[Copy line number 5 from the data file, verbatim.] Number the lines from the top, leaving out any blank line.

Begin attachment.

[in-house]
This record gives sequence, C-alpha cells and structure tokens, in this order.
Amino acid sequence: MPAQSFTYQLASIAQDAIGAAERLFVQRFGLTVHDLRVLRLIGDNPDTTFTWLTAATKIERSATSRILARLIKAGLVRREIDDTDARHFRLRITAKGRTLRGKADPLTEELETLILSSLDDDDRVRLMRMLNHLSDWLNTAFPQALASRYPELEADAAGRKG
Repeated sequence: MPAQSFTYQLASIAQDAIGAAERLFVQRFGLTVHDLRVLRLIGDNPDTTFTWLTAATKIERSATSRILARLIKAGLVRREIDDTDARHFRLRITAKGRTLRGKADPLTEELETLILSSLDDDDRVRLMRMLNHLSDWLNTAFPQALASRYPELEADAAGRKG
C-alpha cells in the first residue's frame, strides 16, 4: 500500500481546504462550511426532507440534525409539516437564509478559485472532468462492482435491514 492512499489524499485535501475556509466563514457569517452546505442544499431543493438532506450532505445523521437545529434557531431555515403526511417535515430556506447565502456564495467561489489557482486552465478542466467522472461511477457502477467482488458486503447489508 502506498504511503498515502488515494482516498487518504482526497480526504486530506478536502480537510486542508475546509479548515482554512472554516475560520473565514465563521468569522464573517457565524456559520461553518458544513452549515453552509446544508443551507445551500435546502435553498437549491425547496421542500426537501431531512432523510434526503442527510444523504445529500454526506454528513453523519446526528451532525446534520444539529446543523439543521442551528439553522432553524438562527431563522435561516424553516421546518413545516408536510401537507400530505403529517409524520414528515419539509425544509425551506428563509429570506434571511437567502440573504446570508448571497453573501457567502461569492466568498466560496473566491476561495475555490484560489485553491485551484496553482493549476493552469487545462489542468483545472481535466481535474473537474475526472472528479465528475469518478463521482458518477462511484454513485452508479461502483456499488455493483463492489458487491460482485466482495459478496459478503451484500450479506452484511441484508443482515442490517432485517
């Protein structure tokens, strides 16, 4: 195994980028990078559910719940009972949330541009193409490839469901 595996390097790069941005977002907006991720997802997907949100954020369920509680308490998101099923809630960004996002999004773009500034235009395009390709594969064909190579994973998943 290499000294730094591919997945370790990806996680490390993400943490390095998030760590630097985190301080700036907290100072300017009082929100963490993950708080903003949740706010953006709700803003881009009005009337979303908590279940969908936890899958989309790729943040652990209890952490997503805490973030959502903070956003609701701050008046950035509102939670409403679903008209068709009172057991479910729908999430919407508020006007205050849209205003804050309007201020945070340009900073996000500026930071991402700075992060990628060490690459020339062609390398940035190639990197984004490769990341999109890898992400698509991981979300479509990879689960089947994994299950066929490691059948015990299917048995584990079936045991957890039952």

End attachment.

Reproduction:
C-alpha cells in the first residue's frame, strides 16, 4: 500500500481546504462550511426532507440534525409539516437564509478559485472532468462492482435491514 492512499489524499485535501475556509466563514457569517452546505442544499431543493438532506450532505445523521437545529434557531431555515403526511417535515430556506447565502456564495467561489489557482486552465478542466467522472461511477457502477467482488458486503447489508 502506498504511503498515502488515494482516498487518504482526497480526504486530506478536502480537510486542508475546509479548515482554512472554516475560520473565514465563521468569522464573517457565524456559520461553518458544513452549515453552509446544508443551507445551500435546502435553498437549491425547496421542500426537501431531512432523510434526503442527510444523504445529500454526506454528513453523519446526528451532525446534520444539529446543523439543521442551528439553522432553524438562527431563522435561516424553516421546518413545516408536510401537507400530505403529517409524520414528515419539509425544509425551506428563509429570506434571511437567502440573504446570508448571497453573501457567502461569492466568498466560496473566491476561495475555490484560489485553491485551484496553482493549476493552469487545462489542468483545472481535466481535474473537474475526472472528479465528475469518478463521482458518477462511484454513485452508479461502483456499488455493483463492489458487491460482485466482495459478496459478503451484500450479506452484511441484508443482515442490517432485517